Renée Fleming Brings the Voice of Nature to The Conrad

Acclaimed operatic soprano Renée Fleming accompanied by pianist Inon Barnatan performed an unusual recital for the La Jolla Music Society Wednesday at The Conrad.

Renée Fleming [photo (c.) Andrew Eccles]

The first half of this program, titled Voice of Nature: the Anthropocene, included a nature film provided by National Geographic that was screened on the wall behind the two performers on the Baker-Baum Concert Hall stage. Great mountain vistas, wild animals in their habitat, and massive schools of fish swimming underwater played out in vivid colors as Fleming sang classical art songs, popular songs, and commissioned songs by Nico Muhly and Kevin Puts. With pianist Yannick Nézet-Séguin, Fleming had made an award-winning Decca CD in 2021 with the same Voice of Nature title that contained much of this musical fare.

It is not unusual for a singer who has become more selective about opera performance to focus on recitals, and The Conrad–a 500-seat venue with flattering acoustics–provides an ideal vocal recital hall. I am happy to report that Fleming’s gorgeous upper range still offers much of its luster. In Handel’s aria “Care Selve” from his opera Atalanta, graceful leaps into that register were thrilling. In the song “Bailéro” from Joseph Canteloube’s cycle Songs of the Auvergne, Fleming’s suave, graceful phrasing reminded the audience why she has commanded a global operatic following. Nico Muhly’s dreamy commission “Endless Space” also benefited from Fleming’s elegant lines that floated over the engaging contrapuntal piano part. Kevin Puts’ “Evening” offered a more dramatic approach to the contemporary art song, and Fleming’s deeply felt arioso called to mind the vocal warmth of Samuel Barber’s nostalgic Knoxville: Summer 1915.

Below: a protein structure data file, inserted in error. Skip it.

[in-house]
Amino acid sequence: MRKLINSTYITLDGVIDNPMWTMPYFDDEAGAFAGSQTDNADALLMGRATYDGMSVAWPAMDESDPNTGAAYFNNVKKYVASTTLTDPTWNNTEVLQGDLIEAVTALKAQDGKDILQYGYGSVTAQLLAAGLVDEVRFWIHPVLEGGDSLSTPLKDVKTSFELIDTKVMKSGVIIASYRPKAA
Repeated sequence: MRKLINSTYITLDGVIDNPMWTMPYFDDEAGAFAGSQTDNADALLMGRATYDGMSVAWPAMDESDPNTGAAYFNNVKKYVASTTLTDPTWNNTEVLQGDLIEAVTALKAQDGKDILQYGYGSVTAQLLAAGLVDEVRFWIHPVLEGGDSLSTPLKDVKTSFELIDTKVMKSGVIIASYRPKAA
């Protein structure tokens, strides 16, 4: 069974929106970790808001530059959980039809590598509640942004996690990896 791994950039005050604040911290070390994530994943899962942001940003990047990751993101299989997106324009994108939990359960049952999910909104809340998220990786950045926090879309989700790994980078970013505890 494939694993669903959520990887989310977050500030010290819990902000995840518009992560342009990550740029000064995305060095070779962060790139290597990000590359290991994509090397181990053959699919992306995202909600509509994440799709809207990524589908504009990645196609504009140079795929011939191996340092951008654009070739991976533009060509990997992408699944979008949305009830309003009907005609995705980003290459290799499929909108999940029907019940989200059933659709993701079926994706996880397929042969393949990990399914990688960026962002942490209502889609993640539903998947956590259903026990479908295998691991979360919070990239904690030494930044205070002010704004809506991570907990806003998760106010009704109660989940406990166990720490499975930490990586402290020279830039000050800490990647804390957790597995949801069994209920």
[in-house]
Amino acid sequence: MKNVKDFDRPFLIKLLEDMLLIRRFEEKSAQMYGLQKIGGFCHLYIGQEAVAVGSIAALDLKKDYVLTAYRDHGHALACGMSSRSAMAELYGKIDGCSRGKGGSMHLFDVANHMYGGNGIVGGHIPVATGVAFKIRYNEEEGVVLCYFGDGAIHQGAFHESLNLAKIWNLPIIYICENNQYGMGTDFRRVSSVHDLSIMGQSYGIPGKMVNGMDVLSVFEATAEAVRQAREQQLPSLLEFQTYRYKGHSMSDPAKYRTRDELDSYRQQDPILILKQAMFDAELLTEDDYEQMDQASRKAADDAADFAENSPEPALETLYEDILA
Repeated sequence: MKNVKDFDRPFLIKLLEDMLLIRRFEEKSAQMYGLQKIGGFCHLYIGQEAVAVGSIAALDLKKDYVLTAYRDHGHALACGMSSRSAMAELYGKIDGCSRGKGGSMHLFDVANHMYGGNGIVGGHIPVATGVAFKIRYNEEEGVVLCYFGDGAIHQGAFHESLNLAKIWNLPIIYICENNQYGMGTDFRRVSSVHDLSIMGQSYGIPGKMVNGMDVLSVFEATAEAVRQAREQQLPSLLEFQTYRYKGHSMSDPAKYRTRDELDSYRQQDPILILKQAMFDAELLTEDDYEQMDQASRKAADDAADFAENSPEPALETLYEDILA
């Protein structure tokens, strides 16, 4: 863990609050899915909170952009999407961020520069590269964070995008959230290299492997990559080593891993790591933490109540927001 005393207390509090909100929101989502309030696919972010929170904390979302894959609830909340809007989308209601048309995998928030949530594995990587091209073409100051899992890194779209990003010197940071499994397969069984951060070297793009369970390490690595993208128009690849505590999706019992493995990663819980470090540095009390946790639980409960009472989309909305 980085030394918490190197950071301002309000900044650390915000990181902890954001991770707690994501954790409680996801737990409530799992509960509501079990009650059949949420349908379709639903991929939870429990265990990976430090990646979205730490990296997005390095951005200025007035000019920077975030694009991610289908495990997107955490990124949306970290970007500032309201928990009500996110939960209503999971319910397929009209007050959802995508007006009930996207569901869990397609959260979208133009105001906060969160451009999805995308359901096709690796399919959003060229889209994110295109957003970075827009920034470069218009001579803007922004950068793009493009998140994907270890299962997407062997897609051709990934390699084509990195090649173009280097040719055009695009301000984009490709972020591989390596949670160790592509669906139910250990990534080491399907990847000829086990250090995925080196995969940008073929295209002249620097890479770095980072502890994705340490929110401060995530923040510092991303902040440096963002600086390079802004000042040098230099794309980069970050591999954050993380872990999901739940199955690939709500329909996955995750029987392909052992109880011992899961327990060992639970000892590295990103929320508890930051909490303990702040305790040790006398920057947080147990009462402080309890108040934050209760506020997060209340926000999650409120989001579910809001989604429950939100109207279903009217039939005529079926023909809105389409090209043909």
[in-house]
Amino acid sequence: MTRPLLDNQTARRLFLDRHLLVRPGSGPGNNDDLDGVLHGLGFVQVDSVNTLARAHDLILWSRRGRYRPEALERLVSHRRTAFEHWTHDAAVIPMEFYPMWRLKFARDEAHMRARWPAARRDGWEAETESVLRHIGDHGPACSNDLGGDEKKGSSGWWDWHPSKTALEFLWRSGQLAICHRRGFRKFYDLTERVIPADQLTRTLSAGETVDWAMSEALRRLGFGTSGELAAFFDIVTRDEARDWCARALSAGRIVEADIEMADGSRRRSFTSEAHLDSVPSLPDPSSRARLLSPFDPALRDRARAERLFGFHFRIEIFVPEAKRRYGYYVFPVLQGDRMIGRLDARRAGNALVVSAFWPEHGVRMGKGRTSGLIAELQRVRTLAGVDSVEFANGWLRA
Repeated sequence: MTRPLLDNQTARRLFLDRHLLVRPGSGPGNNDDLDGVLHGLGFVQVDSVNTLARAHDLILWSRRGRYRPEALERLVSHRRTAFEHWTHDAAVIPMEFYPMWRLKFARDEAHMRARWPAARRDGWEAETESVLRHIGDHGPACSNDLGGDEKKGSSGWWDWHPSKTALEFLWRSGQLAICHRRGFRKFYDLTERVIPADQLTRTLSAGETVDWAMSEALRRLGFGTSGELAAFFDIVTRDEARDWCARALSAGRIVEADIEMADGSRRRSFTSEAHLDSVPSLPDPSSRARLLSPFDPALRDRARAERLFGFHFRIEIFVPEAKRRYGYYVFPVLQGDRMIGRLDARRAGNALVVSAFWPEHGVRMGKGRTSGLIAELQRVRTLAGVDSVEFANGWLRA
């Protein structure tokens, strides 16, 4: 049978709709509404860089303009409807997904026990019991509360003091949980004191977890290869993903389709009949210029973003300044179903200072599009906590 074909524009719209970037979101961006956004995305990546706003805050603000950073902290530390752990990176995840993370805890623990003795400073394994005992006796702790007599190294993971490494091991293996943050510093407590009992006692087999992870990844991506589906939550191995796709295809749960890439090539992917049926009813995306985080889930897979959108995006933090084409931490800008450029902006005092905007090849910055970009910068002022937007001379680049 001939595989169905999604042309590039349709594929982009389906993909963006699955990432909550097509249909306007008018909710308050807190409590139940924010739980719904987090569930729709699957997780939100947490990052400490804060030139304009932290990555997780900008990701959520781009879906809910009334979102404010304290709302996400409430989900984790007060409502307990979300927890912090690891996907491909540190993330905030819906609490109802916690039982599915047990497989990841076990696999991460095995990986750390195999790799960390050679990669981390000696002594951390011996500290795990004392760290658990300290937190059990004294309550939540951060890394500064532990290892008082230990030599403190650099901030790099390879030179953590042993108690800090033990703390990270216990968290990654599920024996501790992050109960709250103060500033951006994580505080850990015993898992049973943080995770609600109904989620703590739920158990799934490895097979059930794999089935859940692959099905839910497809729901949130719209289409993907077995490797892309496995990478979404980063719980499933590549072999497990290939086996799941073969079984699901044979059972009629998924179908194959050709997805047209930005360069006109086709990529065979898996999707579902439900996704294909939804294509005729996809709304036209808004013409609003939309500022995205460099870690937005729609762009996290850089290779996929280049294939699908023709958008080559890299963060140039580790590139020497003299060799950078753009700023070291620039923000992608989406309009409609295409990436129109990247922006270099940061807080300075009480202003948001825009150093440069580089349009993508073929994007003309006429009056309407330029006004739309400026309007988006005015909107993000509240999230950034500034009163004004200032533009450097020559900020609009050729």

At The Conrad: Inon Barnatan, Renée Fleming, and sharks [photo (c.) Ken Jacques

For her popular songs, Björk’s “All Is Full of Love” and Burt Bacharach’s “What the World Needs Now,” Fleming used a microphone, which is typical of how these songs are performed. But the slight amplification also compensated for the weakness of Fleming’s lower vocal range, which was evident in her classical art songs as well as her one opera aria, Puccini’s “O mio babbino caro” on the program’s second half.

American pop singers traditionally have made crystalline but seemingly effortless enunciation their calling card—you always know exactly what they are singing about. In her Bacharach song and “All the Things You Are” by Jerome Kern on the second half of the program, I would say this skill is still on Fleming’s to-do list for this repertory.

In addition to his masterful collaboration with Fleming, Inon Barnatan, who also serves as Music Director of the La Jolla Music Society’s annual SummerFest, offered two eloquent piano solos, Maurice Ravel’s Jeux d’eau and Sergei Rachmaninoff’s “Presto” from his Moments musicaux Op. 16, No. 4. Barnatan’s mesmerizing, transparent textures nestled between impassioned surges defined his Ravel, and the brilliance of his Rachmaninoff evoked the exhilarating fury of a full orchestra.

The program’s encore: Leonard Cohen’s “Hallelujah.”

This concert was presented by the La Jolla Music Society at the Conrad Prebys Performing Arts Center in downtonwn La Jolla on Wednesday, February 14, 2024.

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